One of the best feelings in golf is hitting that one shot exactly where you want. Right in the sweet spot, two grooves up from the leading edge, smack in the middle of the clubface. The ball goes flying farther and gets there faster than most shots you hit in that round. It’s a great feeling.
On the contrary, not hitting the sweet spot is one of the most frustrating things in the game and honestly, one of the things I work on with my students the most. Once someone can square the clubface (meaning the clubface is pointing close to the direction we want it to start), and they can moderately control where the clubhead is moving (right of the target or left of the target), striking the ball in the center becomes very important. Some golf professionals may even argue that it is the most important. I don’t necessarily agree, I just put more value on hitting it straight before we hit it far.
I’m not a fan of horizontal shots or shots that go 45 degrees away from our desired target. I like vertical shots that go up in the air and seem effortless. This article will go over the few factors that influence solid contact.
I’ve given over 14,000 golf lessons in my career and have seen (and hit) my fair share of golf balls. If you have ever hit the ball on the heel (I don’t like the word, “shank”) and someone told you to stand farther away from the ball, you probably have hit a shank immediately after that horrible piece of advice.
It’s similar to missing a free throw short and someone telling you to stand farther away. It doesn’t work. Where you stand relative to the ball doesn’t influence where you hit the ball on the clubface. Relatively speaking, if you stand so far away from the ball, you don’t have a choice but to miss it, but at this point we’re assuming we have some form of fundamentals.
The first and most influential thing that affects where you hit the ball on the clubface is actually the path your clubhead takes as it’s approaching the ball. This also relates to your hand path, which we will get to below.
Your clubhead – please note I’m saying clubhead, not clubface – is independent from which direction the face is pointing and does not influence the contact as much as you may think. If the clubhead travels slightly to the right of the target (assuming a right-handed golfer), the likelihood of striking the ball in the center is increased. If the path is towards the left, the heel of the clubhead will tend to get to the ball first and therefore strike the ball on the shaft or the heel.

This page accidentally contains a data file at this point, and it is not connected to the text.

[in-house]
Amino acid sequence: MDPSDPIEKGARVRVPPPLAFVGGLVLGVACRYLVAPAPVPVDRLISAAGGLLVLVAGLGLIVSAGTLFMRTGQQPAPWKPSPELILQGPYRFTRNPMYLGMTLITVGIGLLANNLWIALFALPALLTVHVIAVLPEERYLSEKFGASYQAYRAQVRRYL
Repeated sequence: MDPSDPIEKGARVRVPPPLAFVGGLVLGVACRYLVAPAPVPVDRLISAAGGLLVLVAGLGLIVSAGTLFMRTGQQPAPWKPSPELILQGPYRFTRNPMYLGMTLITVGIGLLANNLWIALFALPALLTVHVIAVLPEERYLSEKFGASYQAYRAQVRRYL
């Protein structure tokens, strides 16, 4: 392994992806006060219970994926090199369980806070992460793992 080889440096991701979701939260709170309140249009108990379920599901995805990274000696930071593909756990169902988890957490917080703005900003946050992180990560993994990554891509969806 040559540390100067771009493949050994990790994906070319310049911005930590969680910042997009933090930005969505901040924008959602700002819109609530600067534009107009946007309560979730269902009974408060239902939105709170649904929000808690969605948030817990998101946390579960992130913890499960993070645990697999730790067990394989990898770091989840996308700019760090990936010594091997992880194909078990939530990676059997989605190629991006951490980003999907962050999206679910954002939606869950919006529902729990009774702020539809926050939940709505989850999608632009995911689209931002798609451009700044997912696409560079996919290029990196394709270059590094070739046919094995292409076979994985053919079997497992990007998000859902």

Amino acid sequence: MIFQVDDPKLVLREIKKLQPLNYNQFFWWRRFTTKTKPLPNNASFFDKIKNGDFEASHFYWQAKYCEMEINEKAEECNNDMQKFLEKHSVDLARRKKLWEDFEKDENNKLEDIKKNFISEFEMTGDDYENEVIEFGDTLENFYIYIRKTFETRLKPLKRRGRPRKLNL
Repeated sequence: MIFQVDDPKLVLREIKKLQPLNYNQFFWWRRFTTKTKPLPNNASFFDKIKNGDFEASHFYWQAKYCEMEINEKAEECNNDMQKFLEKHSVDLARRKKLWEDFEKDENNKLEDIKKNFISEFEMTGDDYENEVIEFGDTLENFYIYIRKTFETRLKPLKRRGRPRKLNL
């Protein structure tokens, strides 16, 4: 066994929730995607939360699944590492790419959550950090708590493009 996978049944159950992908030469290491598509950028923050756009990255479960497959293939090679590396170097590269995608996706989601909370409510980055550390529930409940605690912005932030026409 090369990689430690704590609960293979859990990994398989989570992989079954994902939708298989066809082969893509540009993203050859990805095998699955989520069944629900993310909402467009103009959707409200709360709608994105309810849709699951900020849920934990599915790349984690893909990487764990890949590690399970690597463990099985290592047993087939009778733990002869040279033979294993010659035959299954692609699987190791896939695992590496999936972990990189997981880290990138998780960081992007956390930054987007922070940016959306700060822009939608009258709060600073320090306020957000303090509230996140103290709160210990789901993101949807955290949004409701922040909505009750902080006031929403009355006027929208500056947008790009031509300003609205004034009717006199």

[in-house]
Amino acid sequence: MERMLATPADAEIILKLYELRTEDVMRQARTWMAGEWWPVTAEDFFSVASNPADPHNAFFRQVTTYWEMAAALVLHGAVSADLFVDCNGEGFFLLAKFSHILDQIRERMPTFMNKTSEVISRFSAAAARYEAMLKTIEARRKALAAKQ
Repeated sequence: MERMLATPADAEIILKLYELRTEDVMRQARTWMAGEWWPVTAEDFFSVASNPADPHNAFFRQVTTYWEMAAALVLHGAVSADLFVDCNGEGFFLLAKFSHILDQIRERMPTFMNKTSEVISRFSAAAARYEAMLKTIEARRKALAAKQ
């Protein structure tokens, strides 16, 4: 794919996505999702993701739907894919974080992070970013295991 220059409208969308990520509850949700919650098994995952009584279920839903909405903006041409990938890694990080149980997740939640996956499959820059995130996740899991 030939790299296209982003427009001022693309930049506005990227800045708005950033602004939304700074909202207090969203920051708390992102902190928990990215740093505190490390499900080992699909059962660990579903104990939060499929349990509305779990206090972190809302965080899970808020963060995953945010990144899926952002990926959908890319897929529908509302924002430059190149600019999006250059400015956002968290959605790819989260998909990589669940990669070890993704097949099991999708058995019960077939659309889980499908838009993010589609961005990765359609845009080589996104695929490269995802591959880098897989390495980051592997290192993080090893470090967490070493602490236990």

If your path is too extreme rightward, the tendency will be to strike the ball slightly towards the toe. I feel now would be a good time to mention my preference of hitting a draw, which allows the ball to go farther and fly straighter.
Secondly, your hand path also influences where the club is delivered into the ball. A quick definition of hand path is a simple as it sounds; it’s the path your hands travel as they are moving from slightly outside your right leg, to just past your left leg. If your hands are traveling in an opposite direction from your clubhead, you will be inefficient at striking the ball in the center of the clubface.
Thirdly, the longer you delay when your clubhead releases, the better chance you have at striking the ball in the center. When we have yet to “release” the club, it remains behind (or delayed from) our hands.
As the club moves down, it also moves towards the ball. As you watch the club down the line of the target, it moves right. Once the club moves past the hands and more left, it’s easier to hit on the heel as mentioned before.
One thing people don’t necessarily think about, and possibly one of the biggest influencers, is the angle the club comes into the golf ball. I don’t mean the angle of attack, and I don’t mean the path. I’m actually referring to how much the toe is pointing down (or up) when it comes into the ball.
Think of the golf club as a capital letter “L”. If the “L” is tilted on an angle the base of the “L” will be on the ground. If there is no tilt, the “L” is flat. If the “L” is tilted the other direction, the end of the “L” touches the ground. This will define where on the club the ball is most likely to hit.
If the heel of the golf club is the only thing coming in contact with the ball, that is where you will strike it. If your hands point the toe into the ground, you will tend to hit the ball on the toe.
A great way to practice these things is not to try them all at the same time, but to practice each piece individually. Try hitting the toe of the club by allowing the club to travel extremely to the right. Then practice hitting shots with the toe on the ground only.
I love to use foot powder spray during my lessons and practice sessions, to confirm where my students may be hitting the ball on the face. When you combine these ideas, you will have the tools it takes to hit the ball in the sweet spot!